The Biden administration sought a stay of Judge Tipton’s order from the Fifth Circuit, which was denied on July 6. DOJ has subsequently asked the Supreme Court for a stay, and although Justice Alito has ordered the state plaintiffs (Texas and Louisiana) to file their response by 5:00 PM EDT on July 13, Judge Tipton’s order remains in effect.
Pending a stay from the Supreme Court, however, the Mayorkas memo has no effect. Note that the PD webpage currently has a flag at the top, which states:
On June 10, 2022, the U.S. District Court for the Southern District of Texas issued a final judgment vacating Secretary Mayorkas's September 30, 2021 memorandum, Guidelines for the Enforcement of Civil Immigration Law (Mayorkas Memorandum). Accordingly, until further notice, ICE will not apply or rely upon the Mayorkas Memorandum in any manner.
That says nothing, however, about the Doyle memo, and no similar flag appears at the top of it, though the Mayorkas memo has one. It would be simple for OPLA to pull down its PD webpage and the attachments thereto — at least while litigation in Texas is pending — but that hasn’t happened.
Is OPLA Still Issuing Programmatic Prosecutorial Discretion? So, is ICE OPLA still inviting, and issuing, programmatic prosecutorial discretion in line with the Doyle memo? That’s brings me back to RealClearInvestigations.
Its piece is captioned “A Visit to U.S. Immigration Court, Where the Action Is ... Not”, and it’s true to its title, describing immigration court sessions in New Orleans, La., where not much adjudicating is occurring. Plenty of cases are being heard (kind of), but few IJs are ordering alien respondents removed.
The whole depressing article is worth the lengthy read if you want to understand just how bad a shape the immigration court is under the Biden administration.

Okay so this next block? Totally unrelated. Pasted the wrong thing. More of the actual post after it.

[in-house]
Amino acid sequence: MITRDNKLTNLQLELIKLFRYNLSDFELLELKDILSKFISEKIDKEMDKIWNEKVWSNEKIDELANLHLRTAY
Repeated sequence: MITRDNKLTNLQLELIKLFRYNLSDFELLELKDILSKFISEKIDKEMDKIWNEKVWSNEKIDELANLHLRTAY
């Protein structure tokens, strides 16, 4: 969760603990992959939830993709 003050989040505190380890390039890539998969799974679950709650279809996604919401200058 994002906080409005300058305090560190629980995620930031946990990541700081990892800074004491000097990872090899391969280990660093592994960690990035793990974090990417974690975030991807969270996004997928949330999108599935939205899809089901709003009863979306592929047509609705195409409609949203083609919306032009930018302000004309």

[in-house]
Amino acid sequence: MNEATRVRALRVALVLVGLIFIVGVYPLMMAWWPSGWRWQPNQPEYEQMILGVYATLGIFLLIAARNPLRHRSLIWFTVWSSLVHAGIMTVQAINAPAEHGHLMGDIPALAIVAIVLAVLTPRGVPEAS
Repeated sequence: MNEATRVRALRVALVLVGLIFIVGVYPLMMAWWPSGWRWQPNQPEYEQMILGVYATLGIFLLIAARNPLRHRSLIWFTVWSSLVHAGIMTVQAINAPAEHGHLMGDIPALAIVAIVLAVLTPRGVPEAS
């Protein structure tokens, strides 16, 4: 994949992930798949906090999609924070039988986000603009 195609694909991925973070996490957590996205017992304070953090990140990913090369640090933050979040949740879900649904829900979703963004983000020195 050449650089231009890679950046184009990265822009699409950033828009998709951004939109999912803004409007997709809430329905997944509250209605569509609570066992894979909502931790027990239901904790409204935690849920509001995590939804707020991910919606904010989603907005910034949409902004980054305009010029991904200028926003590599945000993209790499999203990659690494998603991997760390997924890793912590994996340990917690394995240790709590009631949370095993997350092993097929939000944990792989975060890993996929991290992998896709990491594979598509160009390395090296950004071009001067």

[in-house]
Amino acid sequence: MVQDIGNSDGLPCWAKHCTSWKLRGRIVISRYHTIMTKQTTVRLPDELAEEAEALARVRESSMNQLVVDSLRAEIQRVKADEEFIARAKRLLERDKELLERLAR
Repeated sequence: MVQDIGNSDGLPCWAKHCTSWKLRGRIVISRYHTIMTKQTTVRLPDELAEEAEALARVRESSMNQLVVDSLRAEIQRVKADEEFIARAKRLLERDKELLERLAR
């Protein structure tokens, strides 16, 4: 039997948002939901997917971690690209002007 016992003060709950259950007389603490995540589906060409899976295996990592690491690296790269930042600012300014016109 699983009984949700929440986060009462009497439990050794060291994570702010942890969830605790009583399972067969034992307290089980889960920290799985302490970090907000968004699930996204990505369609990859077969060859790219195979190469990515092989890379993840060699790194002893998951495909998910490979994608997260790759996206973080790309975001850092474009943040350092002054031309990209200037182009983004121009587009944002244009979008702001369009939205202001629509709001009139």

One passage discussing the Mayorkas and Doyle memos, however, caught my eye. It states: “At the end of June it appeared the Biden administration would suspend the policy after it lost a lawsuit filed by Texas and Louisiana, but the practice has continued, albeit less comprehensively, according to several immigration attorneys.”
That passage, coupled with the fact that the “PD” webpage is still up (although, again, confusingly flagged) raises the question of whether, and to what degree, OPLA lawyers are still being forced to grant prosecutorial discretion in accordance with of the Doyle memo.
Note that Judge Tipton vacated the Mayorkas memo, meaning that it has no effect, restoring the status quo immediately prior to the Biden administration. The Doyle memo was, as noted, dependent on Mayorkas’s, but is it also vacated, at least for now? Texas and Louisiana may want to ask the administration whether it views the Doyle memo as a free-standing grant of authority, or more accurately a free-standing impediment to ICE lawyers in prosecuting removal cases.
Respectfully, it would be easier, cheaper, and more efficient for the Biden administration to apply the immigration laws as written. Until that happens, however, Congress may want to ask DHS to publish QR codes the American people can scan to request the immigration enforcement they are paying for.